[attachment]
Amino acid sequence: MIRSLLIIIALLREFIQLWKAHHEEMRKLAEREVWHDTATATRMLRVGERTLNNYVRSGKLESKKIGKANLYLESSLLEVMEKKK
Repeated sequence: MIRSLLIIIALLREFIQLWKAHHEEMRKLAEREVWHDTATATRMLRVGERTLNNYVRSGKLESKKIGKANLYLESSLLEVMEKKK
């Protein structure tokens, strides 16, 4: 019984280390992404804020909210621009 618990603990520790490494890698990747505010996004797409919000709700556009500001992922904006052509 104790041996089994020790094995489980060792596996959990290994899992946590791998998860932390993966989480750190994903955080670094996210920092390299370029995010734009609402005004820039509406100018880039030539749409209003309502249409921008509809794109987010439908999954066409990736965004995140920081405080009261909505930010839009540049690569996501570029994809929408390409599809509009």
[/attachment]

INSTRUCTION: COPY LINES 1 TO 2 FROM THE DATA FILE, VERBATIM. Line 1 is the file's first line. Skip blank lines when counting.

Amino acid sequence: MIRSLLIIIALLREFIQLWKAHHEEMRKLAEREVWHDTATATRMLRVGERTLNNYVRSGKLESKKIGKANLYLESSLLEVMEKKK
Repeated sequence: MIRSLLIIIALLREFIQLWKAHHEEMRKLAEREVWHDTATATRMLRVGERTLNNYVRSGKLESKKIGKANLYLESSLLEVMEKKK